One of the largest issues seems to be the weather. When we started the project, temperatures were so high that we couldn't lay up fiberglass until late in the evening. Now the temperatures barely make it up to the recommended 60 to 65 degree (Fahrenheit) minimum needed for polyester resin and gelcoat to cure. Of course being outside, rain has also been an issue. You can't get uncured or curing resin wet, and laminating resin doesn't like to be wet even after it cures since the surface is still tacky. Shielding our work from the elements has been a challenge. Right now I'm waiting for some rain to blow over so we can hopefully apply more gelcoat later today.
Weather hasn't been the only issue, though. As I've admitted before, I'm a bit of a perfectionist. This doesn't really work well when working in 3rd world conditions in a boatyard. Don't get me wrong, I think the top is coming out very well, but my engineering mind sees the minor issues and wants to fix them. Some of the imperfections have caused issues and taken a lot of time as well.
|Still have a little gelcoat to apply to the underside before we flip it.|
The handrails, particularly along the front edge of the top, are not perfectly straight and/or nice uniform curves. The minor variances mean that when trying to smooth the gelcoat (we want the handrail detail to look good and feel good when you are holding onto it), it is very easy to sand through the coating. Gelcoat requires a thick layer to look good, and if it gets thin (what would be considered a thick layer in terms of regular paint) it becomes translucent. As a result, we've applied gelcoat, sanded it down, and repeated this process until there are only a couple thin spots left. At this point I think we can touch up the thin spots and be good to go. But it has taken a lot of time to get to this point. In hindsight, we probably should have just kept the minor orange peel texture that the paint roller created...oh well.
We've been here so long, that even one of the stray cats that hangs out in the boatyard has decided to adopt me. Or maybe she just likes the shelter from the rain that three roofs (the canopy, the hardtop, and the table) provide.
|Boatyard stray cat that seems to like us.|
So, what does this have to do with the title of this post...well, I'm getting to that. As a perfectionist, I've always had a problem with the concept of perfect being the enemy of good. One of the reasons I became somewhat dissatisfied with my career was that I wanted to do good work and most companies just wanted fast (let the customers find the bugs) and didn't care much about good. I became more forgiving with software but still refused to put out a bad product. With something visual like this hardtop, I'm still battling with the idea of "good enough".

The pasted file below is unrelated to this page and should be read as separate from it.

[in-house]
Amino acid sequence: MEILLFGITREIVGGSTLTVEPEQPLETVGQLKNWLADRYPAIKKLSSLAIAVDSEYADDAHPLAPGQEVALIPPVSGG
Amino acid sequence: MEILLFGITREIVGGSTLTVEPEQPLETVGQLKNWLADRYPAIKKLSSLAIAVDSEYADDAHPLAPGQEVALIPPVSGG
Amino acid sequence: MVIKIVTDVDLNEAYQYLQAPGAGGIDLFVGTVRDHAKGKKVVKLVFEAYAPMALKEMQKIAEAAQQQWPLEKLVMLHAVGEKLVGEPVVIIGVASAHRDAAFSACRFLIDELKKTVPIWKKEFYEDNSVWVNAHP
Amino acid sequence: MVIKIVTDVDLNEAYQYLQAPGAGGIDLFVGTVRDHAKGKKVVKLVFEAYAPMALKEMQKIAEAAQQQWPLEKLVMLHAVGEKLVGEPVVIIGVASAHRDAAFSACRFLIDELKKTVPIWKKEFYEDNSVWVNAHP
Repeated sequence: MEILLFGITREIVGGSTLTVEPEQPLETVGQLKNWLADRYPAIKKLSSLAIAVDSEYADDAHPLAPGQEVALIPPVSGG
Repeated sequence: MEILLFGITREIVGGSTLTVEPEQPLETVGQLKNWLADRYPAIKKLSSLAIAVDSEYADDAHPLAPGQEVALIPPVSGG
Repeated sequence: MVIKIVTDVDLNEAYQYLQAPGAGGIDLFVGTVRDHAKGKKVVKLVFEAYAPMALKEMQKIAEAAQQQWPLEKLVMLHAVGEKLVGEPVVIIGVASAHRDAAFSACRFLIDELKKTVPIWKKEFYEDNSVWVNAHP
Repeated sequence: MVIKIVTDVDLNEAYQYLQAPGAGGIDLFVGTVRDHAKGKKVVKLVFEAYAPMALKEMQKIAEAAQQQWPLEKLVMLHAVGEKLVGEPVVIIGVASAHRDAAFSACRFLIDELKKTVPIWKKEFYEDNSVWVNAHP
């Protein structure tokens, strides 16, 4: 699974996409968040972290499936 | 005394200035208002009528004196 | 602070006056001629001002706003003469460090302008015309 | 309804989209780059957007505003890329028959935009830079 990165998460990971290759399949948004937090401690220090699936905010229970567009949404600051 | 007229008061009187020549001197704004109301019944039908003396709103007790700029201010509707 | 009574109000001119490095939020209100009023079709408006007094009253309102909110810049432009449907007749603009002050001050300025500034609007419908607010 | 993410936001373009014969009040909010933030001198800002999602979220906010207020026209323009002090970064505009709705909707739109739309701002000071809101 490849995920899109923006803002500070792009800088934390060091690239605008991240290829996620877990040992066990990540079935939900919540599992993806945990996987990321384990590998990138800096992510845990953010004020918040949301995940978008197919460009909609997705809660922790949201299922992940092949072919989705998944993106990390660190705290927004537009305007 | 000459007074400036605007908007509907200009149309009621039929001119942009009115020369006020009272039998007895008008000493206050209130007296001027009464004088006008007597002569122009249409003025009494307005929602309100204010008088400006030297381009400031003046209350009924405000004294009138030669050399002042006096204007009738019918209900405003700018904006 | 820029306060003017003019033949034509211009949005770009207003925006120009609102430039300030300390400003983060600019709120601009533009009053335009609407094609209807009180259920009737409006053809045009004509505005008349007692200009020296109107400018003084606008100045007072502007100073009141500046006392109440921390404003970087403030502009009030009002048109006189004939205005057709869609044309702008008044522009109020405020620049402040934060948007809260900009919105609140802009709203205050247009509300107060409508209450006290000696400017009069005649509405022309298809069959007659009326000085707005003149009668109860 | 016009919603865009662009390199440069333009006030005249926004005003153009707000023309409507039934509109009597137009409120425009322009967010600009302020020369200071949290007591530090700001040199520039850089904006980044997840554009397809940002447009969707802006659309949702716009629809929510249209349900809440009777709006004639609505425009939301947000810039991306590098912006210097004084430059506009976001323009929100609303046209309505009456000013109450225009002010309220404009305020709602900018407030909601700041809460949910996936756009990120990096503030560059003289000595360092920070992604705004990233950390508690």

The "Paint it yellow" story came from a coworker a number of years ago. My memory isn't perfect, so this may not be accurate, but this is how I recall the story going. My coworker was working for a large software house. As such large companies like to do from time to time, they do somewhat cheesy things to try to boost morale or motivate employees. This company had a "caption this poster" contest where they had a number of poster images and asked employees to come up with motivational captions. Among the posters was a picture of a bunch of yellow chicks with one albino chick in the mix. I'm sure that the company was looking for something like "stand out in a crowd" or "don't be afraid to be different". One of the employees, apparently having worked in the industry long enough, had what was a more appropriate caption for the poster. His entry was "Screw it. Paint it yellow and ship it". A short time later, the contest was cancelled and the posters were taken down.
But, for a perfectionist, this is an important lesson. While it is admirable to always want your work to be the best, sometimes you just need to realize there is a point where it is "good enough". I'm sure the top is better than good enough, now I just need to convince myself of that and get this thing done and on the boat. But first, I guess I need to convince mother nature to stop spitting water at me.